Artichokes

Sundays are always kind of a strange day for me. Half rest and reflection and the other half chaos of trying to get ready for the coming work week. I’m very fortunate. I love my day job (even though it’s not my passion) and I have great coworkers, but it also means that five days a week, the demands of the day job dominate my schedule.

Surfing for inspiration for the week’s writing, I came across a photo of an artichoke in bloom. All too often, I forget the strange, scaled, vegetable is actually a flower, a beautiful thistle we devour as a delicacy.

Copyright: <a href='https://www.123rf.com/profile_hroephoto'>hroephoto / 123RF Stock Photo</a>

Not often seen: bloomed artichokes 
Copyright: hroephoto / 123RF Stock Photo

The first time I ate artichokes was in 1999, not long after the roommate and I moved into the old house. Though I’d seen them in the grocery store and in movies where elegant ladies talked of them being divine, I’d never faced one on the dinner plate. They were scaled and strange looking and far too expensive for our budget when I was growing up.

I don’t know if my parents had ever eaten them, either. Possibly dad, but I’m not sure.

Dad ate chocolate covered grasshoppers and said they were delicious. I assume he tried anything and everything that was offered to him when he was in the Army. I imagine it all happened on a dare, mind you. I’m sure it was on a dare, and I’m confident he made cigarette money from people betting he wouldn’t or couldn’t do it.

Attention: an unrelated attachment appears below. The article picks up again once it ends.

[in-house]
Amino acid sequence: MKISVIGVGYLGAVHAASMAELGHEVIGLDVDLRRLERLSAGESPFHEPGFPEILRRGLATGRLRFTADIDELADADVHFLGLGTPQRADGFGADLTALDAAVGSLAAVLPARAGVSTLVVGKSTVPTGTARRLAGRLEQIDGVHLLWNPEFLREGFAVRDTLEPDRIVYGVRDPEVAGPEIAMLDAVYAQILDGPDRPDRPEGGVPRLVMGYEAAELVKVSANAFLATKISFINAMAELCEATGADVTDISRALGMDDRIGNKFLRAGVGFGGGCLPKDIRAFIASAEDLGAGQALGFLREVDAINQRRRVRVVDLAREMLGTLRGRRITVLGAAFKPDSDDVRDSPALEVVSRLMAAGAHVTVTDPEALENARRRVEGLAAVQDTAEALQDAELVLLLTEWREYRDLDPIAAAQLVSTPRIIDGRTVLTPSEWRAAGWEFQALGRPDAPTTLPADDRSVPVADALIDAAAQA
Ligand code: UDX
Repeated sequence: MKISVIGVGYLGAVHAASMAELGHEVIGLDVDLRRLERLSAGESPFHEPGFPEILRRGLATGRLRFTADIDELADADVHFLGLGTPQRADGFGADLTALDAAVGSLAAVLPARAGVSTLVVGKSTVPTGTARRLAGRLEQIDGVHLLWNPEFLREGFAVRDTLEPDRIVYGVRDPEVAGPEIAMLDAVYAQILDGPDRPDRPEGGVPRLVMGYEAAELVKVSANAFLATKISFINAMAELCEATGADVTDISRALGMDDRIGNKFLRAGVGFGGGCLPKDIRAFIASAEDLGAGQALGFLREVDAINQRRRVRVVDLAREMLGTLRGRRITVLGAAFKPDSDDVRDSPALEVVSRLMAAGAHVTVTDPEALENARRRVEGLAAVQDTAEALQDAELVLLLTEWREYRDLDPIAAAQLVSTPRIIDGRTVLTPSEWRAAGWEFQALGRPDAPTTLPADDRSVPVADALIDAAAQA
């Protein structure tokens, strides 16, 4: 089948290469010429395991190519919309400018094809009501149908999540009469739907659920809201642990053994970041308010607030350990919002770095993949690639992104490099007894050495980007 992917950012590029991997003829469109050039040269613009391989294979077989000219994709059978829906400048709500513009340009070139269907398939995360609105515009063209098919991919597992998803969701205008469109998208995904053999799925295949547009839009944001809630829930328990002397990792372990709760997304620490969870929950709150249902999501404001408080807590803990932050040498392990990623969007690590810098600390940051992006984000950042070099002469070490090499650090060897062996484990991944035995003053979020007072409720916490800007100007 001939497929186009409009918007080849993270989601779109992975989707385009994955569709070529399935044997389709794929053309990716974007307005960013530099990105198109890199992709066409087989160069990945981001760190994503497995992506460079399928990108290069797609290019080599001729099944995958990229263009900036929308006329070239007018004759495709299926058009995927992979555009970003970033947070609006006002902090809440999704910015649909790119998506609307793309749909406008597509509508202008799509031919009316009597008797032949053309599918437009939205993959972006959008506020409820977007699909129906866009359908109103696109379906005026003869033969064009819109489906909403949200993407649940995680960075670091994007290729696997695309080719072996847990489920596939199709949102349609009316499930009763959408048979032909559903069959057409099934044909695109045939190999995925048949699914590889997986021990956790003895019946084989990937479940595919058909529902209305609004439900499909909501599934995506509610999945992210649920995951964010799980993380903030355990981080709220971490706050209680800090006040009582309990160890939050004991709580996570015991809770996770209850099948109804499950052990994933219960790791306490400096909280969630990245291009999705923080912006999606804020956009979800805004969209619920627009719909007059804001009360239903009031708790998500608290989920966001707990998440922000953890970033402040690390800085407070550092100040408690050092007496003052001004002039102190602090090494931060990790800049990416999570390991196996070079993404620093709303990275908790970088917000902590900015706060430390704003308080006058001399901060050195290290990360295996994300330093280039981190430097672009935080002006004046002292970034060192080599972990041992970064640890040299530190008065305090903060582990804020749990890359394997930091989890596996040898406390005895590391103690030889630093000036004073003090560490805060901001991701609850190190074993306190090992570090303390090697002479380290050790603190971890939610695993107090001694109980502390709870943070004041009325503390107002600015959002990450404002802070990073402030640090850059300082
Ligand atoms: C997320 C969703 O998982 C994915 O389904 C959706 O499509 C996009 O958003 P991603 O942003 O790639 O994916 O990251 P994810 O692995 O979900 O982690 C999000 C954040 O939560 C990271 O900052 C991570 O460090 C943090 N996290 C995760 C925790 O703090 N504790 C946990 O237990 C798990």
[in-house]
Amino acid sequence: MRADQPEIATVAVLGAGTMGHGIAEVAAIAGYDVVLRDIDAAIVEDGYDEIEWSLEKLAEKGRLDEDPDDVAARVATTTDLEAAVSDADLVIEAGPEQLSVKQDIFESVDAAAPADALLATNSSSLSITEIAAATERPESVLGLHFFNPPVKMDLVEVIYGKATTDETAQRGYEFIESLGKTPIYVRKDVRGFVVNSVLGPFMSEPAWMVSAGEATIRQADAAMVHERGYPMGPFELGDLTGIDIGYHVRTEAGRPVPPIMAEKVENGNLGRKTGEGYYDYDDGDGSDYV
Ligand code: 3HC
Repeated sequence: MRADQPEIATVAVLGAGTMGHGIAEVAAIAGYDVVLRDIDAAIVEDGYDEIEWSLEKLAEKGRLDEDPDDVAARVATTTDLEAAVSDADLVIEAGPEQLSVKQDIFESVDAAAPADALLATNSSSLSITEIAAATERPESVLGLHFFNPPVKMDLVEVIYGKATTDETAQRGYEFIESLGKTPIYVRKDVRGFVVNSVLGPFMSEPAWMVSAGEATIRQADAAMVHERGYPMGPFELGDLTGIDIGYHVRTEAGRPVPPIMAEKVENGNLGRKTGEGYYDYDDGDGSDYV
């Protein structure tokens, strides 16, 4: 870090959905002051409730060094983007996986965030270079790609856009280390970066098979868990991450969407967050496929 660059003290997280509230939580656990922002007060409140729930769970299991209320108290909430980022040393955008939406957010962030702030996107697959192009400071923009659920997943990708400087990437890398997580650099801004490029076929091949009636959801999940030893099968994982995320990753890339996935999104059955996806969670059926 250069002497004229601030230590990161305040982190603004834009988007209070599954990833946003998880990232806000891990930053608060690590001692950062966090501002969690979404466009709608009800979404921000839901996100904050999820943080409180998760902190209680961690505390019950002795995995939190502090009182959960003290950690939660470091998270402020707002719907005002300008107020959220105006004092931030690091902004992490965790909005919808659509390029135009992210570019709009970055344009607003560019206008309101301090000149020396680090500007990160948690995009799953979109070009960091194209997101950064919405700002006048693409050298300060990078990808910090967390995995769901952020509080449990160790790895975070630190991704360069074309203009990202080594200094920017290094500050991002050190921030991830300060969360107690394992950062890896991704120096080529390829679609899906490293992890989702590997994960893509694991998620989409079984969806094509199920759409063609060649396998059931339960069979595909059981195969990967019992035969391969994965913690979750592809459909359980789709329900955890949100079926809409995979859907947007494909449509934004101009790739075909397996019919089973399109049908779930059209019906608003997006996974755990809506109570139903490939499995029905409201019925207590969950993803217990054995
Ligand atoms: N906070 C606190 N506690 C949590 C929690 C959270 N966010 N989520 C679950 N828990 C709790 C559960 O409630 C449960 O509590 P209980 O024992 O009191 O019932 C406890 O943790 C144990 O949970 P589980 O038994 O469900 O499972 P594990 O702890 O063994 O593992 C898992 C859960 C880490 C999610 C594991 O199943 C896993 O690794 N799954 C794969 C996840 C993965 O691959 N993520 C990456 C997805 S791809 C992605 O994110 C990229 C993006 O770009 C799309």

Artichokes came home in the grocery basket when the roommate and I were still living on admin wages before she went back to school and became an engineer. Before I finished my degree. They were a budgetary splurge, a momentary lapse of reason in an otherwise entirely sensible grocery list because I had never had artichokes and she said I needed to have them. I remember thinking they were insanely expensive.

She made a call to her grandmother on a Sunday afternoon not much different than any other to confirm how to make them.

There were bits to be snipped off and bits to be trimmed. It seemed a very particular sort of preparation. Then, in the French way, both artichokes went into a pan of boiling water with a bit of lemon juice. About 40 minutes later, I was presented with a large thistle blossom on my plate and a bowl of melted butter.

The eating of them was a ritual all to its own. Pull off an outer leaf. Dip the base into the butter. Strip the tiny, delicious, edible bit from the fibrous leaf. This was not eating for nourishment or to fuel the body. This was eating for the pure, decadent delight of nibbling down bits of heaven.

We sipped tea in the daintiest cups we owned, and the stack of stripped leaves grew on the plate between us. Then suddenly, the roommate told me to stop.

We had come to the choke, so named I assume, for the spines that would lodge painfully in your throat if you tried to eat them. She showed me how to carefully clean the choke out of the heart of the artichoke with a spoon, removing all the spiny bits until only the artichoke heart remained.

This artichoke heart bore no resemblance to the canned artichoke heart quarters readily available in the grocery store, which I’ve become familiar with in the intervening years. Canned artichokes sometimes contain too many of the tough outer leaves. By the time we ate our way down to them, only the subtle, sublime, center remained. We dunked them generously in butter and savored every last bite slowly, because who knew when we would be able to afford such a thing again.

We’ve had them several times over the years, though not with anything resembling regularity. When we’ve indulged, it’s been just as they came into season when the price dips the lowest. Each time, it’s like nibbling a tender little piece of heaven, nipped from the edges of fibrous leaves, like a Sunday Afternoon both turbulant and tranquil, a space set aside to prepare for the coming week.

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